Having A Second Child? Seven Frugal Tips For Getting Ready

At our house, we’re waist-deep in preparations for the arrival of a second child, which makes for interesting times and interesting choices. Our house is filled with this air of imminent change; even our son can sense it and he’s already talking about the baby as though he knows she’s about to arrive.

Here are seven tips we’ve figured out along the way to get things ready for the arrival of the baby.

Reuse everything you possibly can from the first child. Even though she’s going to be a girl, we’re going to dress her in all sorts of clothes that our son wore, especially early on. We might select gender-appropriate outfits for going out in public, but around the house? There’s no reason not to dress her, especially as an infant and as a toddler, in her older brother’s outgrown clothes around the house. Even the camouflage stuff. Along these same lines, we’ve pulled bottles and other such things out of storage as well.

Evaluate new purchases in terms of hand-down-ability. Similarly, our most recent purchases for our son, especially in terms of clothes, revolve at least to an extent on the possibility of being handed down to his younger sister. Things like corduroy and denim work well for both genders, so we give preference to clothes like that.

Watch for tremendous diaper deals. If you have closet space, any time you know you have a child coming, whether it be the first or second or third or even more, watch for great deals on diapers and stock up on the size one diapers. You will use them, so be patient and look for really stellar deals, then pick them up and stick them in the closet. To a degree, you can do the same thing with formula, just be mindful of the expiration dates.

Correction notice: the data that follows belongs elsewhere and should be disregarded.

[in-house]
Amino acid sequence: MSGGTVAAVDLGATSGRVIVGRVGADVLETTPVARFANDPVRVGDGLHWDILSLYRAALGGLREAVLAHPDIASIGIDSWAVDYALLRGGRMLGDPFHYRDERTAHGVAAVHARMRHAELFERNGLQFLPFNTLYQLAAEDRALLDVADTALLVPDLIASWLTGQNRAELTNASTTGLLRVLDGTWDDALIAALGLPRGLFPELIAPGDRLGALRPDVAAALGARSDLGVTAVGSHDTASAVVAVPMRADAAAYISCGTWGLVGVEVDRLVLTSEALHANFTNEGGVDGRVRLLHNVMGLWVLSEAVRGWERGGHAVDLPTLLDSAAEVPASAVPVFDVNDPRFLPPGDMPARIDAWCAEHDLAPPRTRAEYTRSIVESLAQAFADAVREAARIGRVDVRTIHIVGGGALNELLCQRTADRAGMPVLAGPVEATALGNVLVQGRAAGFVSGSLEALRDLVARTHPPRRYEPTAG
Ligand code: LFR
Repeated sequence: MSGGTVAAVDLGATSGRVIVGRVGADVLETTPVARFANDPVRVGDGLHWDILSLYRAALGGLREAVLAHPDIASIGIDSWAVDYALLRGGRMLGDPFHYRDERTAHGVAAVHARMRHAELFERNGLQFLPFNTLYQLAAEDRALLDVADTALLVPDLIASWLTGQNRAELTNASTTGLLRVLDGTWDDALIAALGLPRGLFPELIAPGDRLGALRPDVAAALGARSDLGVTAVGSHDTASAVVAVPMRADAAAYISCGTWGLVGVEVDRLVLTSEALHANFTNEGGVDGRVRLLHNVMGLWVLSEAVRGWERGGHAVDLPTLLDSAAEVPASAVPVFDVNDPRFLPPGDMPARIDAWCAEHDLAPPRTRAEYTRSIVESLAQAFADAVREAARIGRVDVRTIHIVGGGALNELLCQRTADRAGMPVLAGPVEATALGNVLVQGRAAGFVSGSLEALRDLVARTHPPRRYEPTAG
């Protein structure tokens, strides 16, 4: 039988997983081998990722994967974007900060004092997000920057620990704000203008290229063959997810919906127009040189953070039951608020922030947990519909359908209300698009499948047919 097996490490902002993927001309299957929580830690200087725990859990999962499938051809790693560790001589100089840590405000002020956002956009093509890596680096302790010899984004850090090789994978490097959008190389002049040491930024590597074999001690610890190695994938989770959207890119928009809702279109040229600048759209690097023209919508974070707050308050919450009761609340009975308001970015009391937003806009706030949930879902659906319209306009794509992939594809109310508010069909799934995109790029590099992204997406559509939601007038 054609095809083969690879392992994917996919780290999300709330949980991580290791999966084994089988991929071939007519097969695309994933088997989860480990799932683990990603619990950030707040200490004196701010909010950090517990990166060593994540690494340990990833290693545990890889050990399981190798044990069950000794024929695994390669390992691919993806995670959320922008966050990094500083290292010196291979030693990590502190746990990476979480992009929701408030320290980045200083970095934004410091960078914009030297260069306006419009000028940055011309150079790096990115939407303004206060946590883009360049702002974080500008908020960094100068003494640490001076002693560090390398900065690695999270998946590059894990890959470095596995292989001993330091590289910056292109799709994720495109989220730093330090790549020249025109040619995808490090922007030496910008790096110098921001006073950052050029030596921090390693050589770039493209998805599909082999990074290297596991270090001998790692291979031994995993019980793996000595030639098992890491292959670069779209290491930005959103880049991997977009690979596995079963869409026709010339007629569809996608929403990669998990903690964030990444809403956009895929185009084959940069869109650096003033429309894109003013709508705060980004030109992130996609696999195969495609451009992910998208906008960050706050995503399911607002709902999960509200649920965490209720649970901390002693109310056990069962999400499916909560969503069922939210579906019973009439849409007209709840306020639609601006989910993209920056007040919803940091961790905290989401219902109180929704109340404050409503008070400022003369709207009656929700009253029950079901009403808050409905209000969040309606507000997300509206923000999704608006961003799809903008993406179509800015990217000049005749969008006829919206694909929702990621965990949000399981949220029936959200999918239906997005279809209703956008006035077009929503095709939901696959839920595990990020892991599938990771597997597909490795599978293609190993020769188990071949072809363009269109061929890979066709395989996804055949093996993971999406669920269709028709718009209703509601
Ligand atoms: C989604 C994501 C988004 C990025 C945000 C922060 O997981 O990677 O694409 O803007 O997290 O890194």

Prepare lots of food in advance. Immediately after the birth, life is very chaotic, so prepare a lot of food in advance that can be frozen and prepared very quickly and easily. This way, you can spend time bonding with the new child instead of preparing food or burning a lot of money on takeout or delivery.

Simulate the experience of having a baby around with the older child. Our son has a doll that we’ve been using to pretend that a baby is already there. The baby lays in the crib and the bassinet and on the changing table, and he hugs it occasionally and tells us to be quiet sometimes around it. We encourage his imagination down this path in realistic ways. How is this frugal? It saves on a lot of disruption and other issues when the baby actually arrives, again allowing for more bonding time.

Clean everything. We’re re-washing all of the baby blankets and thoroughly cleaning our room and the baby’s room, not to the point of sterility, but to the point that it’s a clean environment with minimal germ contact. This improves the chances that the baby will experience good health in the early months.

Invite family to stay with you. This one is sure to arouse some curiosity, but it can be invaluable. My mother has already offered to stay for as long as we wish to help with the transition. We will be using this some, particularly in the weeks after the birth, probably for a number of short periods. This will enable her to bond with both of her grandchildren and also provide us some nearly free relief from constant management of two children in diapers.

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